Far-fetched tales of West African riches strike most as comical. So why do Nigerian scammers say that they are from Nigeria? Why so little imagination? Why don’t Nigerian scammers claim to be from Turkey, or Portugal, or Switzerland? Stupidity is an unsatisfactory answer: The scam requires skill in manipulation, considerable inventiveness and mastery of a language that is non-native for a majority of Nigerians.
We’ve all seen some form of this "too good to be true" chopped up English type of technique designed to part us from a significant amount of money. However, the initial reaction of a scam-savvy person is just what the attackers are looking for. This scam method relies on a vast numbers game and is examined in Cormac Herley’s whitepaper, Why Do Nigerian Scammers Say They Are From Nigeria?. A researcher at Microsoft, Herley’s analysis delves into the numbers that make these scams work and the gullibility of the victims. Make no mistake, these scammers are smart and they know what they’re doing.
Attacks are seldom free.
Malicious software can accomplish many things but few programs output cash. At the interface between the digital and physical worlds, effort must be spent. Turning digital contraband into goods and cash is not always easily automated. For example, credentials may be stolen by the millions, but emptying bank accounts requires recruiting and managing mules. The end game of many attacks require per-target effort. Thus when cost is non-zero each potential target represents an investment decision to the attacker. He invests effort in the hopes of a payoff. Therefore, he must "qualify" his victims prior to expending significant amounts of resources (time and money) to attain the prize.
Who is a target and how are they chosen?
There are several models of human behavior that illustrate the theory that when large numbers of communications are cast to random recipients, there is a direct relationship to the number of viable targets harvested. The attacker is looking for people gullible enough to respond to the communication. These people make the "short list" and the attacker continues to nurture these targets until all false positives have been eliminated and there are only true positives left. True positives represent a tiny subset of the initial list of random recipients. In addition to a high gullibility trait, true positives must also have money and an absence of any factors that would prevent them from following through all the way to sending the money.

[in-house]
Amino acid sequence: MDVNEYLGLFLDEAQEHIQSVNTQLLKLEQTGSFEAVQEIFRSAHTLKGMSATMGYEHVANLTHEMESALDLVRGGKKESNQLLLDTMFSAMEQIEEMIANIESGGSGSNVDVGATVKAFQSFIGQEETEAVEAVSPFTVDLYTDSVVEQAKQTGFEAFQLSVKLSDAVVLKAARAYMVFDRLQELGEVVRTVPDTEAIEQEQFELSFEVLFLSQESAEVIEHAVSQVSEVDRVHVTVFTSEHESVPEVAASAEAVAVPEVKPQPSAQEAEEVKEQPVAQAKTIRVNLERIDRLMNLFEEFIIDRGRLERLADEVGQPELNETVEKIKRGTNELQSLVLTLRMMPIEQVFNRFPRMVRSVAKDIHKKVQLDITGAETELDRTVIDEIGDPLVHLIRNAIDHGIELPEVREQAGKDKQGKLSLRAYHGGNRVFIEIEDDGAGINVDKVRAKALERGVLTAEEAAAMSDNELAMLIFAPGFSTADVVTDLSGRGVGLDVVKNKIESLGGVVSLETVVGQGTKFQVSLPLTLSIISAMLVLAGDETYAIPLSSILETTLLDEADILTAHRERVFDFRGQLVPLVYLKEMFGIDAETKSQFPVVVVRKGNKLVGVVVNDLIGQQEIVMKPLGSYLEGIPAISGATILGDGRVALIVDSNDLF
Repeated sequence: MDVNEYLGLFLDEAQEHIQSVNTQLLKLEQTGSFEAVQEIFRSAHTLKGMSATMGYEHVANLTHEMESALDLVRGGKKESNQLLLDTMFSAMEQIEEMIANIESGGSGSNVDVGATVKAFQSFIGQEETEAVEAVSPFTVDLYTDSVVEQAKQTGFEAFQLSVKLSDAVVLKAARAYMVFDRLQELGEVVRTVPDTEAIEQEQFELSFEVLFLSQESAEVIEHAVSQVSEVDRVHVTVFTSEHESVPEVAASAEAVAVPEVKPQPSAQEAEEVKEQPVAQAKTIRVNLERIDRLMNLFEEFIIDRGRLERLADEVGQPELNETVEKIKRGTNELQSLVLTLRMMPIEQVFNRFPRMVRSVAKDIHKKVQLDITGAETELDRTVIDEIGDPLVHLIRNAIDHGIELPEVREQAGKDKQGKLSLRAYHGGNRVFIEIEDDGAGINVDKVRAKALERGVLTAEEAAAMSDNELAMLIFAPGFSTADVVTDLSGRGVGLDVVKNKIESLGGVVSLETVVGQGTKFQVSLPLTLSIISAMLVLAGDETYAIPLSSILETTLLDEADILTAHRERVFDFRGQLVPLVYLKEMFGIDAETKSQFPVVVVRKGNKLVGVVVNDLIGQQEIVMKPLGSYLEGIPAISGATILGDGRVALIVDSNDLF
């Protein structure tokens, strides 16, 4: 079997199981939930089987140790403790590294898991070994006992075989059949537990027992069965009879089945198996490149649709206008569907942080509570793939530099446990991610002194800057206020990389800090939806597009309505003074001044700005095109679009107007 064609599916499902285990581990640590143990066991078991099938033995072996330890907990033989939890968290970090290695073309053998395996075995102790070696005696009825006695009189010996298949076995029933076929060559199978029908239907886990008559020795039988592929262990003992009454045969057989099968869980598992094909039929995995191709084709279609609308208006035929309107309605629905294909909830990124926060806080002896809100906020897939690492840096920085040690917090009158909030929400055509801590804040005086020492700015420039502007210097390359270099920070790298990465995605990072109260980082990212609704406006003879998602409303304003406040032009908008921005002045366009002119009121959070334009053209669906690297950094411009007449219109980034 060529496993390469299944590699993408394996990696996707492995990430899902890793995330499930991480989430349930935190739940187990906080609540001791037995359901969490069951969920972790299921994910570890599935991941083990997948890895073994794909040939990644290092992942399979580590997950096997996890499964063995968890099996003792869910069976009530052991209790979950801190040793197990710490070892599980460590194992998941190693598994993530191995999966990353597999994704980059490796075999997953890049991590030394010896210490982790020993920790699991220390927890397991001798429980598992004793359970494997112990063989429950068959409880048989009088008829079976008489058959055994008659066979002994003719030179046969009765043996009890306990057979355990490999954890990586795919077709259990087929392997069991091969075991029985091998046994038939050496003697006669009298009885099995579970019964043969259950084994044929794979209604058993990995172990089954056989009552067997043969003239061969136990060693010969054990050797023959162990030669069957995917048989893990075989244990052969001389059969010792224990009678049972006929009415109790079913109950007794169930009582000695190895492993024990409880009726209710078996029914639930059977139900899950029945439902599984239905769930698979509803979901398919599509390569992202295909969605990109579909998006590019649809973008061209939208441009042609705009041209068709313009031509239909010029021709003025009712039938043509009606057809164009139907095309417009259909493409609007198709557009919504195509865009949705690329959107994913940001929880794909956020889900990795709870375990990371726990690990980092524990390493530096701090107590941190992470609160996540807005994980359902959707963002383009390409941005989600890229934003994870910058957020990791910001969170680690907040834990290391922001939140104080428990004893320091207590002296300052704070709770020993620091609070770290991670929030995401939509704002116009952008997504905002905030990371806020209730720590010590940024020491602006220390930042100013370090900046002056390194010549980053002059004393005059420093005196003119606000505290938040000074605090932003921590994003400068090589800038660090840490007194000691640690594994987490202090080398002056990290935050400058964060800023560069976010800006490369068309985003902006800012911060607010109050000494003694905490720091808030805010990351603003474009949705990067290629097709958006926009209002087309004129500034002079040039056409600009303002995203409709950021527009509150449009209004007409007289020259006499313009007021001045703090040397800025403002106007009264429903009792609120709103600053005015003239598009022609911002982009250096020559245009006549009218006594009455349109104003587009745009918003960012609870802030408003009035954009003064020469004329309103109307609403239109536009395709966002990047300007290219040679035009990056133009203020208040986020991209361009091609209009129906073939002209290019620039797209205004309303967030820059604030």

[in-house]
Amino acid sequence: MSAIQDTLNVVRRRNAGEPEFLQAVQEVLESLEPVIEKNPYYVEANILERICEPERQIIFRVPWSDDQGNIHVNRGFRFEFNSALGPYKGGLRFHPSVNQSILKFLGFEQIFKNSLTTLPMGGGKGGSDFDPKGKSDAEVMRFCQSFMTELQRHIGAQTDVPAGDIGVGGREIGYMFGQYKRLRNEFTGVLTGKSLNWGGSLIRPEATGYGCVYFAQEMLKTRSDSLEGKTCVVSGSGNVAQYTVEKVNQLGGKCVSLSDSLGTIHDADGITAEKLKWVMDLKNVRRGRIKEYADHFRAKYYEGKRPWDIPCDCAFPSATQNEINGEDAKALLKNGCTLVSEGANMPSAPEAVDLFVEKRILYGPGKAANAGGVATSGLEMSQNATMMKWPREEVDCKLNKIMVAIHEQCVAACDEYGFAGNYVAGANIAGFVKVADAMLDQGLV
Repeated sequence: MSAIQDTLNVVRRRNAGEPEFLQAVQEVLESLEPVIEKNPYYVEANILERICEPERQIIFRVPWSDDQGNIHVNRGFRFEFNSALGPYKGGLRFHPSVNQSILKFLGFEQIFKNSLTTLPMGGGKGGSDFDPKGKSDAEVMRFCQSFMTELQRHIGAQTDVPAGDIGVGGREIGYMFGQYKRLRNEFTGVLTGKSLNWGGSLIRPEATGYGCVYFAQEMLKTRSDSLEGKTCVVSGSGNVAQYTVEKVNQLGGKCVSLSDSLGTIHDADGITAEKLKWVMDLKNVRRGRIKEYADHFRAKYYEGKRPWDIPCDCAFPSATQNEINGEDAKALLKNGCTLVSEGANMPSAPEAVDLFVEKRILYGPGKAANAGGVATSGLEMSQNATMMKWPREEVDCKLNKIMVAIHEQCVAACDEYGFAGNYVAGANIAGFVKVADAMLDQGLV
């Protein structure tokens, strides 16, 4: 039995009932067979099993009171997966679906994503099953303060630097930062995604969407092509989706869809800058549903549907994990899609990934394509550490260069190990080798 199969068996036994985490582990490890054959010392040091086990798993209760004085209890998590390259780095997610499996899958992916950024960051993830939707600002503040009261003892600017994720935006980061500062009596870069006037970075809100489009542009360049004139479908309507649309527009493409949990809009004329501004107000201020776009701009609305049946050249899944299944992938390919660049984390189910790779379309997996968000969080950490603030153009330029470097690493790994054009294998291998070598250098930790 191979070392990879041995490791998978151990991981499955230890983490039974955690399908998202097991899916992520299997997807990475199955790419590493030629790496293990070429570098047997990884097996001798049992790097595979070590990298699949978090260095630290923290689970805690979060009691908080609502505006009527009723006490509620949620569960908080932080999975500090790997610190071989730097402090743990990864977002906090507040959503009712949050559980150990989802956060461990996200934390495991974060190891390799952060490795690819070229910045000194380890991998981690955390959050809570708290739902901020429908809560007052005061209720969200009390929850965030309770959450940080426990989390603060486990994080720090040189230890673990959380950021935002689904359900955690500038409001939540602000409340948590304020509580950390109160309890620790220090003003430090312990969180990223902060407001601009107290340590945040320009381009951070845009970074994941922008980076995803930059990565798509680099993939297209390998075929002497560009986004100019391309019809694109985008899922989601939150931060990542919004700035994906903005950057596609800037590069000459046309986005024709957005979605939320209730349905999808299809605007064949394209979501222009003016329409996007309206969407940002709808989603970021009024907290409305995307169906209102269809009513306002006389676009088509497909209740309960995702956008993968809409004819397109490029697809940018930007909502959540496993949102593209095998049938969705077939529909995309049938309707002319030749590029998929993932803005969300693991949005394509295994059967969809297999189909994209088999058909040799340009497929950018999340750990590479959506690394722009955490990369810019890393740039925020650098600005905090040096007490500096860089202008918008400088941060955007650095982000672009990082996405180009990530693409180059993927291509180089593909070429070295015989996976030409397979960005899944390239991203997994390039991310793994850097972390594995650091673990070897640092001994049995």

Since gullibility is unobservable, the best strategy is to get those who possess this quality to self-identify. These are the communication recipients who respond. An email with tales of fabulous amounts of money and West African corruption will strike all but the most gullible as bizarre. It will be recognized and ignored by anyone who has been using the Internet long enough to have seen it several times. Therefore, shrewd recipients are in a sense, helping the scammers by inadvertently classifying themselves as non-viable targets merely by the absence of their response.
So how does this approach answer the question in Herley’s title? His answer: By sending an email that repels all but the most gullible, the scammer gets the most promising marks to self-select and tilt the odds in his favor.
You say, "I don’t fall for these Nigerian scams so this won’t affect me." That’s great… AND keep in mind all that was discussed in this article was only one type of scam. There are millions more scams relying on the same gullibility factors of human behavior with the same end game. We are the weakest link.
Read the full whitepaper by Cormac Herley here: